Pension Freedom 

Pension freedoms confuse half of savers

Pension freedoms confuse half of savers

Retirement savers are demanding an end to retirement planning rule changes as they grapple with the complexities of the new pension freedoms, a study from MetLife revealed.

The provider's poll of 960 people aged 55 plus and 109 specialist retirement advisers two years on from the launch of pension freedoms found more than three out of four (76 per cent) want a pause to further reforms to enable savers to plan for their retirement with increased certainty.

The study found just one in three savers (35 per cent) believe they have a good understanding of the new freedoms designed to deliver increased flexibility and more than half (54 per cent) find the rules confusing.

In addition, research among 84 MPs showed nearly two out of five (39 per cent) still believe the current pension system is not fit for purpose.

Around 36 per cent of over-55s fear losing their pension funds to fraudsters while 43 per cent are worried their pension funds will not last them through retirement.

Earlier this week the City of London Police revealed £8.6m in losses were reported by 24 victims of pension fraud in March, a sharp increase on the £779,000 reported by 12 individuals the month before.

In total, more than £42m has been lost to “pension liberation fraud” since April 2014, when the pension freedoms were unveiled by George Osborne, the former chancellor.

Victims of “liberation fraud” are often swindled into placing their pension funds in investments that do not exist, are illiquid or incapable of delivering the promised returns.

Around 57 per cent of those polled by MetLife said current low rates and stock market volatility mean their retirement savings are not sufficient to fund retirement.

Simon Massey, wealth management director at MetLife UK, said: “Pension freedom has been a qualified success delivering real change but it needs to be improved in order to deliver on supporting savers and advisers in providing a pension system fit for the 21st century.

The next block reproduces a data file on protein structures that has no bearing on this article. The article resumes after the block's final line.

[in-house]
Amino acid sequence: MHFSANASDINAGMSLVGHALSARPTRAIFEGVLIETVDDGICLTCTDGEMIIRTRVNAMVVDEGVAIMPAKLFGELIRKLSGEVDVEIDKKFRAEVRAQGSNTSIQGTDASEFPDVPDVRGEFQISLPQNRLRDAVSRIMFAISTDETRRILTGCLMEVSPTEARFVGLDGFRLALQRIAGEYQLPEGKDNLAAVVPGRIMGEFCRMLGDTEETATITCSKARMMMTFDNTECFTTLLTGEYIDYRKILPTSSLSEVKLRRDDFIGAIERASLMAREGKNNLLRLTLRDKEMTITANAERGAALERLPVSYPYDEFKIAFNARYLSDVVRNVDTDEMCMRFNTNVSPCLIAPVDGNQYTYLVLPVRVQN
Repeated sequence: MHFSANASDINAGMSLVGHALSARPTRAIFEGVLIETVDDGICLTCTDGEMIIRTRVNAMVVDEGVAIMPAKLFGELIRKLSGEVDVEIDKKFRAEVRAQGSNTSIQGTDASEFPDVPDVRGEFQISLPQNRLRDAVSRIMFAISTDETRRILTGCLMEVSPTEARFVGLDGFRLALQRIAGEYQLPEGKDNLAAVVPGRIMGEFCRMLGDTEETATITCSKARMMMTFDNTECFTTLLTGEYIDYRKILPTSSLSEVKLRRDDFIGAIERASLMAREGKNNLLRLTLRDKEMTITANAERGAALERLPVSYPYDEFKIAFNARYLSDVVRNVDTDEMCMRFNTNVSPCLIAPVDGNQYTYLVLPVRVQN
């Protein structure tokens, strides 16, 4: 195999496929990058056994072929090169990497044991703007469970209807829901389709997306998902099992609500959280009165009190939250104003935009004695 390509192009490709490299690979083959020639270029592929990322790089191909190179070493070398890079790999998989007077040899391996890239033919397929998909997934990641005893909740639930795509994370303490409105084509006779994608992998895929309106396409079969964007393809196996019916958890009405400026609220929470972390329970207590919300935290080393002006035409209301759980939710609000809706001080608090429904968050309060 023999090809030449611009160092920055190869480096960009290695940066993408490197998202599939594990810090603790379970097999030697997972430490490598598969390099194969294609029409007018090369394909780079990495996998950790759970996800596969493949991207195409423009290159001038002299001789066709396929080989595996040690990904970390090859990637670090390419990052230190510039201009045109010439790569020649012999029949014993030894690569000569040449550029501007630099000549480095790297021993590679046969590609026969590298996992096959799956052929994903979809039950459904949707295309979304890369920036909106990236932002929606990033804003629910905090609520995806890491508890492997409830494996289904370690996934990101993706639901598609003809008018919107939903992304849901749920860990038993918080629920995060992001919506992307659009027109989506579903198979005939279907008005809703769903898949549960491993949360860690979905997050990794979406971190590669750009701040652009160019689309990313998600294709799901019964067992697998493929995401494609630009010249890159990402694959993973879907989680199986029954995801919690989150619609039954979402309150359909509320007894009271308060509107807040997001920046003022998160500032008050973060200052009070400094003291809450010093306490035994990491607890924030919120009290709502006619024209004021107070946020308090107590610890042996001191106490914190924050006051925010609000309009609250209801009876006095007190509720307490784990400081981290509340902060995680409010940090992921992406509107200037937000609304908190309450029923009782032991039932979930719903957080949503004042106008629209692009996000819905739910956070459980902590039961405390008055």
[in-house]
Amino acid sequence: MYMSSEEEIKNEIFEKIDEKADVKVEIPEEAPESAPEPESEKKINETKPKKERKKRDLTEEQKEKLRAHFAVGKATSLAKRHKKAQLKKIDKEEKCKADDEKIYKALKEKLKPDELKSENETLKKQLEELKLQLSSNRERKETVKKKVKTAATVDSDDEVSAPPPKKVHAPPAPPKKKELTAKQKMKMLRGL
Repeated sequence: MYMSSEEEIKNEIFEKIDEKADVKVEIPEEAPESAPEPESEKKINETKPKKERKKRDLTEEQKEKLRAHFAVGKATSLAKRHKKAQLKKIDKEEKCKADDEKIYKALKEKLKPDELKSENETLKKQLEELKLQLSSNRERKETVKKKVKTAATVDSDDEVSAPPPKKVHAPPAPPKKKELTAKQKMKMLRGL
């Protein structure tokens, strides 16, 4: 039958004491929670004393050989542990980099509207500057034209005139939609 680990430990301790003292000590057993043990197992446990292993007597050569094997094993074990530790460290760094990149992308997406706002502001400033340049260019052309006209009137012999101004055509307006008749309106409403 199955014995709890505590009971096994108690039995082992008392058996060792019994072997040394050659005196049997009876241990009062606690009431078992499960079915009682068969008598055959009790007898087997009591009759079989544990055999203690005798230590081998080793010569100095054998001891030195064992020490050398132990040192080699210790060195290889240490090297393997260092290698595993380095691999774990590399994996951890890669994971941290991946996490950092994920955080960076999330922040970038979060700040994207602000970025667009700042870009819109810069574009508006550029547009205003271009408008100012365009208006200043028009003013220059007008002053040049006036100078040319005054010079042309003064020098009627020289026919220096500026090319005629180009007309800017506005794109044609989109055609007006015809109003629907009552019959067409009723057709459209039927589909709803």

“The pace of change over the past two years has been bewildering for savers and it is clear they want a pause for breath in order to better understand the opportunities from the new rules.

Mark Loydall, director of Cambourne Financial Planning, said all MetLife's research did was show something "that almost everyone involved in pensions on a day-to-day basis already knows."

However, he said he can't see the tide of changes to pension rules changing anytime soon.

Mr Loydall said: "I believe it is only a matter of time before pensions are hit again as a source of tax revenue. Unfortunately the rule changes have been disproportionately hard on money purchase plans and there is real need to make things fairer."

Patrick Connolly, communications manager at Chase de Vere, said he is not surprised that "many people don’t fully understand pension freedoms and feel less engaged with their pensions because of continual rule changes.  

"While increased flexibility and more choice is welcomed, this has also created more complexity and increased the risk that people will make the wrong decisions, which could affect their standard of living in retirement."

Comments